Let there be no doubt for transgender individuals in North Carolina and around the country that the federal government has their backs. After methodically pressuring school districts around the country to be inclusive of trans students, the Department of Justice has stepped it up a notch with Attorney General Loretta Lynch herself laying out why HB2 and other anti-trans laws are discriminatory and wrong — in strong, empowering, and inclusive language that everyone needs to hear.
In announcing that the DOJ was suing North Carolina over its offensive anti-LGBT legislation that was passed last month, Lynch gave the most important speech on trans rights ever given my a government official. She laid out why civil rights for trans people matter, unequivocally declaring the full equality and dignity of transgender Americans. That is huge.
The discriminatory law is about much more than bathrooms, she says. The government should not be in the business of discriminating against its citizens. That's the crux of the matter; it's about how the United States government will work to ensure that what's right triumphs. All Americans need to be treated fairly from coast-to-coast:
This is about the dignity and respect we accord our fellow citizens and the laws that we, as a people and as a country, have enacted to protect them — indeed, to protect all of us. And it’s about the founding ideals that have led this country — haltingly but inexorably — in the direction of fairness, inclusion and equality for all Americans.
Then she went into where HB2 fits in the long line of less-than-perfect laws passed in the country. "This is not the first time that we have seen discriminatory responses to historic moments of progress for our nation," the attorney general said, proceeding to compare HB2 to Jim Crow laws that came after the Emancipation Proclamation and the negative reactions to Brown v. Board of Education. Then she brought it back to the advancements and challenges to the LGBT rights movement:
We saw it in the proliferation of state bans on same-sex unions intended to stifle any hope that gay and lesbian Americans might one day be afforded the right to marry. That right, of course, is now recognized as a guarantee embedded in our Constitution, and in the wake of that historic triumph, we have seen bill after bill in state after state taking aim at the LGBT community. Some of these responses reflect a recognizably human fear of the unknown, and a discomfort with the uncertainty of change.
But that fear contradicts what it means to be American:
But this is not a time to act out of fear. This is a time to summon our national virtues of inclusivity, diversity, compassion, and open-mindedness. What we must not do—what we must never do—is turn on our neighbors, our family members, our fellow Americans, for something they cannot control, and deny what makes them human. This is why none of us can stand by when a state enters the business of legislating identity and insists that a person pretend to be something they are not, or invents a problem that doesn’t exist as a pretext for discrimination and harassment.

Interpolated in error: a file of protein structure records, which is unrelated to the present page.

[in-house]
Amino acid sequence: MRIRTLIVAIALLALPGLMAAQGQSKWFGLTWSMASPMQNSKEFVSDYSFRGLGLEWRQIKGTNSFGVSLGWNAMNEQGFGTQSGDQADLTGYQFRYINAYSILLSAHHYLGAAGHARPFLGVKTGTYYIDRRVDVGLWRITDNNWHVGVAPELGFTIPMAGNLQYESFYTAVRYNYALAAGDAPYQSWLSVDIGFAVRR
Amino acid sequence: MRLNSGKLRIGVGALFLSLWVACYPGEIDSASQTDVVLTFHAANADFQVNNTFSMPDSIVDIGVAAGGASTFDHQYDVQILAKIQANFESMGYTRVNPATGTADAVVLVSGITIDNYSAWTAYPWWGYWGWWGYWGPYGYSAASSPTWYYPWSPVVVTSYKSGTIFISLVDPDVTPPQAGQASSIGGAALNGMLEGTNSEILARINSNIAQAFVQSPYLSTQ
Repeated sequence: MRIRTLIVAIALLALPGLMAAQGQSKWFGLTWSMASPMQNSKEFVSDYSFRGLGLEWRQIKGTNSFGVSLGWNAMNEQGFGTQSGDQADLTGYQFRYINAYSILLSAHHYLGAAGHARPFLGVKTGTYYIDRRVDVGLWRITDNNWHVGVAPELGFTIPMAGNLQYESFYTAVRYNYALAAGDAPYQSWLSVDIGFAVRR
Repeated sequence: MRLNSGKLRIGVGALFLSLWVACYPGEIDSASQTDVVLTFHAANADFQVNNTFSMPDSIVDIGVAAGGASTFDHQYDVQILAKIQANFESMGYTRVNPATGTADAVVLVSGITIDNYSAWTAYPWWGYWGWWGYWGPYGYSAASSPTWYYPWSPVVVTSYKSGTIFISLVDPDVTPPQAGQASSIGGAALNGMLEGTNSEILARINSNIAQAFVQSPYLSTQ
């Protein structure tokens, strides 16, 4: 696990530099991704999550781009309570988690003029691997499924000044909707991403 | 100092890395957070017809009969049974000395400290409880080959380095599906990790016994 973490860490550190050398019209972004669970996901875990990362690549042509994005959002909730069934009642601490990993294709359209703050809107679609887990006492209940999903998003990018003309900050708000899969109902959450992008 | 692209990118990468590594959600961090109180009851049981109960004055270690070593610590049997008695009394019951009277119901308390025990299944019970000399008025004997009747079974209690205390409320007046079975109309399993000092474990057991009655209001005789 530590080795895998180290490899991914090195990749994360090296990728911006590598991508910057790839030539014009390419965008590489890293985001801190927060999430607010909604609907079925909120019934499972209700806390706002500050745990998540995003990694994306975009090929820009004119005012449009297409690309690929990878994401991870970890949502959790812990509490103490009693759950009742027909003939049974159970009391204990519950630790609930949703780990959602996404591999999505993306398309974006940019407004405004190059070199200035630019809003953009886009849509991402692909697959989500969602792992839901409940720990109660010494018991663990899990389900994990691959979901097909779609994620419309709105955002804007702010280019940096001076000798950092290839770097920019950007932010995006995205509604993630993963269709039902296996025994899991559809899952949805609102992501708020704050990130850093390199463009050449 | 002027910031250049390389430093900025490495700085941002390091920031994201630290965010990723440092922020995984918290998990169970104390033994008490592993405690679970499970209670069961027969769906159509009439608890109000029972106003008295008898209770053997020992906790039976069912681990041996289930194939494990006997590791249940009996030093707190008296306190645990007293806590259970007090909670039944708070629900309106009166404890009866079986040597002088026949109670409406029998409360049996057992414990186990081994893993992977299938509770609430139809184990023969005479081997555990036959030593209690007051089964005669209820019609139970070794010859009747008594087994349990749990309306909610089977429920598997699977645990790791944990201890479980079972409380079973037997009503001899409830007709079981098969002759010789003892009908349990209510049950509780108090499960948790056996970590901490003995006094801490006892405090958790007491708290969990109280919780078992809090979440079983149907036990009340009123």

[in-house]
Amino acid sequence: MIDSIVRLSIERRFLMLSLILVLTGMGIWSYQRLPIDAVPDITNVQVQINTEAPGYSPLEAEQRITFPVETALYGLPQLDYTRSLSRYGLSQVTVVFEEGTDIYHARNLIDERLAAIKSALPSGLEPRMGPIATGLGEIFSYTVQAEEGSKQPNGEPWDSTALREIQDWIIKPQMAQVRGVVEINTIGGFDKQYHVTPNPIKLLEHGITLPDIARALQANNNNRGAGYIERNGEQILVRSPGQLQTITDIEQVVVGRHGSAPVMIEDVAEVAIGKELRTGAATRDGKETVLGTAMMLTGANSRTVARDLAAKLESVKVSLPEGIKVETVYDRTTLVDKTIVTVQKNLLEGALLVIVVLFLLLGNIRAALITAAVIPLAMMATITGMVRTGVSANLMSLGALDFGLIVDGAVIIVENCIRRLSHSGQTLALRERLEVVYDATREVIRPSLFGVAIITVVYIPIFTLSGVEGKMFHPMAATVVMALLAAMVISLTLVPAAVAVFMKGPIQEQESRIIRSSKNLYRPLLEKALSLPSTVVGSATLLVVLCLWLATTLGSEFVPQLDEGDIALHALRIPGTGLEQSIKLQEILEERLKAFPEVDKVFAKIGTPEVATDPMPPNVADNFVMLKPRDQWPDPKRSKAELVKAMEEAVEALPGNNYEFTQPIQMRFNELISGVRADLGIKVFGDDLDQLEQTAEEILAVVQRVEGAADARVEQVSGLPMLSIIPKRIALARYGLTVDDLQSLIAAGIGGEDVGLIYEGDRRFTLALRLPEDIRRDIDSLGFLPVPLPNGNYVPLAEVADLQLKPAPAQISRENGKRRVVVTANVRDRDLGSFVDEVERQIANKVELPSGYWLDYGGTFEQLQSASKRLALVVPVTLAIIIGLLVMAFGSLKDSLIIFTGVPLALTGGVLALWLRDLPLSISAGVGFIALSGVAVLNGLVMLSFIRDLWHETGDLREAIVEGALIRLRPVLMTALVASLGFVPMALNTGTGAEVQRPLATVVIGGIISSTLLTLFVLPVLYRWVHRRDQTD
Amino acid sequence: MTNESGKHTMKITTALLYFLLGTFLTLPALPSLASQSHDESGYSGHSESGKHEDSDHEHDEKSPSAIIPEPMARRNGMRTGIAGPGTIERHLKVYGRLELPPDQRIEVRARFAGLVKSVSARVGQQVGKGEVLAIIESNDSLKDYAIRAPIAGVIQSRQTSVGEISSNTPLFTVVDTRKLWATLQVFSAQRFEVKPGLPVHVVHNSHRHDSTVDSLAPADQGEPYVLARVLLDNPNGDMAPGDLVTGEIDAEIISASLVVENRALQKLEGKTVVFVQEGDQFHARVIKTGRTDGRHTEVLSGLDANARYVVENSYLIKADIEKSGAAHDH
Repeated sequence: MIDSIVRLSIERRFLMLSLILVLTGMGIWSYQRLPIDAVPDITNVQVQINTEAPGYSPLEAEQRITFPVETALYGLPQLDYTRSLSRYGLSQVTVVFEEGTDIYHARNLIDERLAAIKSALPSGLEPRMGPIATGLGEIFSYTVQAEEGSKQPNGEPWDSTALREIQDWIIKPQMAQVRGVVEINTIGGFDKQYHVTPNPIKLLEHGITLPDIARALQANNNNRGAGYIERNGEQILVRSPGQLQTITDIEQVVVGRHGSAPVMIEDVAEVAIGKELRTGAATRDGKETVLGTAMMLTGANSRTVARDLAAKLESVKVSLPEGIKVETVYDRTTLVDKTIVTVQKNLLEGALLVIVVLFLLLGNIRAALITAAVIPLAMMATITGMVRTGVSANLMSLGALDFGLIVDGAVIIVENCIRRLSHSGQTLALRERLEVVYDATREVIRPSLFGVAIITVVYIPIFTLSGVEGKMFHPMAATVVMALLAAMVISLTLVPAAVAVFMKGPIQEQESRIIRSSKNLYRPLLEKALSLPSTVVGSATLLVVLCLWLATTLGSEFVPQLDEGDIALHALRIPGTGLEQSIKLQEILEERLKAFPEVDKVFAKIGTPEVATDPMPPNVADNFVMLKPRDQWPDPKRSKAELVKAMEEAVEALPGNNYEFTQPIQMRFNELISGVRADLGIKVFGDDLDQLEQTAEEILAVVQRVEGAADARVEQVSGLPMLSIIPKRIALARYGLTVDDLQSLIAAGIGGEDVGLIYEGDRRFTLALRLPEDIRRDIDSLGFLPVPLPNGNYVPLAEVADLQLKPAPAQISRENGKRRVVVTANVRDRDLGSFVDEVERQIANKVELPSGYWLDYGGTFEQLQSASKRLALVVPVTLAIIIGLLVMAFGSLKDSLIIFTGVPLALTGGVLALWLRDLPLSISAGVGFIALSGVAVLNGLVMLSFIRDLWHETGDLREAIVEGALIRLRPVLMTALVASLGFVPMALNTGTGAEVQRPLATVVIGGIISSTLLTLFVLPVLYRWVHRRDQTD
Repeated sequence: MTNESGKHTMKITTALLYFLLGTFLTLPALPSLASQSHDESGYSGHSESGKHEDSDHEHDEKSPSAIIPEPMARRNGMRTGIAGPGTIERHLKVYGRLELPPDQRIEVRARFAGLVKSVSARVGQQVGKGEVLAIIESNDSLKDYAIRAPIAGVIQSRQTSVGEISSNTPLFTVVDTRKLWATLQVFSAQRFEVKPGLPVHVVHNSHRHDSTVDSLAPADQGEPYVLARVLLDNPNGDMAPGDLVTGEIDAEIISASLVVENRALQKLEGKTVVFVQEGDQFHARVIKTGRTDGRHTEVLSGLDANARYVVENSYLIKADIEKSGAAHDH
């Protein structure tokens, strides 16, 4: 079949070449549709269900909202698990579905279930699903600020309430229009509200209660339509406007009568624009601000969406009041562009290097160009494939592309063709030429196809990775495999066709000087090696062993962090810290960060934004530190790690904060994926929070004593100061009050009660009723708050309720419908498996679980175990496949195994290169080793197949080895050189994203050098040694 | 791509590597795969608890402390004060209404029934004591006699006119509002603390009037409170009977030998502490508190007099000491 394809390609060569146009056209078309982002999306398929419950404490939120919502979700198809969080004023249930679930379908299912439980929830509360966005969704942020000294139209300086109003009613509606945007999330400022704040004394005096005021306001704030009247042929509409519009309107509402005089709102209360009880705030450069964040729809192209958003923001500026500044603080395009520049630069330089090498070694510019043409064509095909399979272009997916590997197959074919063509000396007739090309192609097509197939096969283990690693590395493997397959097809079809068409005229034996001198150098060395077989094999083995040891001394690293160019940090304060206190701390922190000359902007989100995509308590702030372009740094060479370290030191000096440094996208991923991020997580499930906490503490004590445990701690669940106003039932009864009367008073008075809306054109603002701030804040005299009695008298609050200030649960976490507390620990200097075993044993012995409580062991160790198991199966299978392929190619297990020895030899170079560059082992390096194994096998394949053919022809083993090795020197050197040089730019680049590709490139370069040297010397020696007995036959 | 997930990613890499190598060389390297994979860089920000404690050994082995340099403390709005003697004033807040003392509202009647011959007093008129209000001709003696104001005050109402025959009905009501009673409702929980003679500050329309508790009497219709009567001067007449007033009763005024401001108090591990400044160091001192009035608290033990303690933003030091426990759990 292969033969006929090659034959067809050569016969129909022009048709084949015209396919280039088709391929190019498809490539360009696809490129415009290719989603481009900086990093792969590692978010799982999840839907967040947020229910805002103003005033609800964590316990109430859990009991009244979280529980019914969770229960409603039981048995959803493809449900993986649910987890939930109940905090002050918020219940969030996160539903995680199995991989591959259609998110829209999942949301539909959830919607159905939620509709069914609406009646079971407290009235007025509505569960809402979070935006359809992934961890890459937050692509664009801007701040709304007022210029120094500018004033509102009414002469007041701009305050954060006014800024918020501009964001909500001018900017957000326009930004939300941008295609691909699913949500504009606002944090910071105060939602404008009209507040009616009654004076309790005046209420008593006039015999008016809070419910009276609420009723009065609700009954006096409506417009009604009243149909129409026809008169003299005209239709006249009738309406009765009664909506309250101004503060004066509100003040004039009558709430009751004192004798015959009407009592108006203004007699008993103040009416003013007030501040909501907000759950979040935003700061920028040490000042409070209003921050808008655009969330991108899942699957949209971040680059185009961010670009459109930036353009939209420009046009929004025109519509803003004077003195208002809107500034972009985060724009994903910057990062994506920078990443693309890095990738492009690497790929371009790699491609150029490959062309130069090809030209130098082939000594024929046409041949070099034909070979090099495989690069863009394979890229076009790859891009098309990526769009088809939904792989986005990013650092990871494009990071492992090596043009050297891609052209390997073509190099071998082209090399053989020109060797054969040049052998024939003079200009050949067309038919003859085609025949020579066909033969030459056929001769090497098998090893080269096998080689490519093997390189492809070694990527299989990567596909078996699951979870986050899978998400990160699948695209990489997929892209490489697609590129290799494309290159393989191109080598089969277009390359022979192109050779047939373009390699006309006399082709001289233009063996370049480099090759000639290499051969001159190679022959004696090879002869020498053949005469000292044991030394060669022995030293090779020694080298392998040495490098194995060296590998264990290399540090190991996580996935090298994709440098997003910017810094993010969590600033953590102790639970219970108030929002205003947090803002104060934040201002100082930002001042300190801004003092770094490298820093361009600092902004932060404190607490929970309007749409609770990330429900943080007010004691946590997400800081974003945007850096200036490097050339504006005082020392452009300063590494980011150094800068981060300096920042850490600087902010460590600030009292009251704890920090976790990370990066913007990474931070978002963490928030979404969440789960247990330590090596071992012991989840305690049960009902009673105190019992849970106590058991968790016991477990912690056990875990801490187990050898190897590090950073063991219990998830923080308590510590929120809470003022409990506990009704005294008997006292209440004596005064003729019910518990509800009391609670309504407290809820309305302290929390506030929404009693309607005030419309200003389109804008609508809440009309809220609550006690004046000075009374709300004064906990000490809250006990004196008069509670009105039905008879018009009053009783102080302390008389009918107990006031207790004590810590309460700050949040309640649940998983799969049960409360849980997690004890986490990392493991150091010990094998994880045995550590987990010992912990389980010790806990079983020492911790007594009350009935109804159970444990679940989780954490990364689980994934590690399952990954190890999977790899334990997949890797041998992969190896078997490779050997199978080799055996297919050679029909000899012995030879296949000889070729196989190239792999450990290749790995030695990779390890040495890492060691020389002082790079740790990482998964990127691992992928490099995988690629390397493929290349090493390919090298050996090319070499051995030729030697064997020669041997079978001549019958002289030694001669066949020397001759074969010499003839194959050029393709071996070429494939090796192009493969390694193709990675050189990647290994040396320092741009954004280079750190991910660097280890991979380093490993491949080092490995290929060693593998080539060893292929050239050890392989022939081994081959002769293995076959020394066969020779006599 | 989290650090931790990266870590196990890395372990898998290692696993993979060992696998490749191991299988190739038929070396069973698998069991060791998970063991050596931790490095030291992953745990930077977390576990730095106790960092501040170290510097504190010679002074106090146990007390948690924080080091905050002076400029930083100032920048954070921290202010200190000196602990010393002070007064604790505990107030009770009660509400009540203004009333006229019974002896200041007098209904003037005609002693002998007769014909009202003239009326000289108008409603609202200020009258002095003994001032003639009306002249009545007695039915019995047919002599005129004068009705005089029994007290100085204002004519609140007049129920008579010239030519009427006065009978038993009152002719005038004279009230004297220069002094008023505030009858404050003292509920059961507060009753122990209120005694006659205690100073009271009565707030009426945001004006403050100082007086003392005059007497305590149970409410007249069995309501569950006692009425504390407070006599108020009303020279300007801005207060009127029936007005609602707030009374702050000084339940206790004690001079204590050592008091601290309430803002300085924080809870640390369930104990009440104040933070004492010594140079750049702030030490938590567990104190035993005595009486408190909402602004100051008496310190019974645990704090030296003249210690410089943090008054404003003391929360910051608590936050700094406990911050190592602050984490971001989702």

Explaining to North Carolinians — and all Americans — why this bill puts our principles at risk is very important. Fear of the unknown shouldn't trump any of our ideals that with the work of so many, the sacrifices of so many, has created a country that's increasingly inclusive of minorities, works to empower women, and lets gay people marry. The arc of justice can keep bending towards justice with people like Lynch in charge.
But she's not done there. Lynch is actually from North Carolina, and she speaks directly to the people of the state:
Let us reflect on the obvious but often neglected lesson that state-sanctioned discrimination never looks good in hindsight. It was not so very long ago that states, including North Carolina, had signs above restrooms, water fountains and on public accommodations keeping people out based upon a distinction without a difference. We have moved beyond those dark days, but not without pain and suffering and an ongoing fight to keep moving forward. Let us write a different story this time. Let us not act out of fear and misunderstanding, but out of the values of inclusion, diversity, and regard for all that make our country great.
Then she goes on to talk directly to the transgender community directly:
The Department of Justice and the entire Obama administration wants you to know that we see you; we stand with you; and we will do everything we can to protect you going forward. Please know that history is on your side. This country was founded on a promise of equal rights for all, and we have always managed to move closer to that promise, little by little, one day at a time. It may not be easy—but we’ll get there together.
This might be the most important part of her speech. The unequivocal support from the Justice Department. The most discriminatory measures of HB2 are about transgender people. And as long as there's no federal laws protecting them, this sort of thing can continue. Luckily, the DOJ's lawsuit against the state of North Carolina is awesome, truly capturing why gender identity and expression are included in any law that protects against discrimination based on sex.
The lawsuit reads:
Gender identity is innate, and external efforts to change a person’s gender identity can be harmful to a person’s health and well-being... A transgender man’s sex is male and a transgender woman’s sex is female.
This is huge because a win in the courts would confirm that transgender Americans are already protected against existing anti-discrimination laws like the Civil Rights Act and Title IX that protect against discrimination based on sex. As long as states like North Carolina are controlled by anti-trans legislators, it will be up to the federal government to stand in their corner, and that must be affirmed by the courts.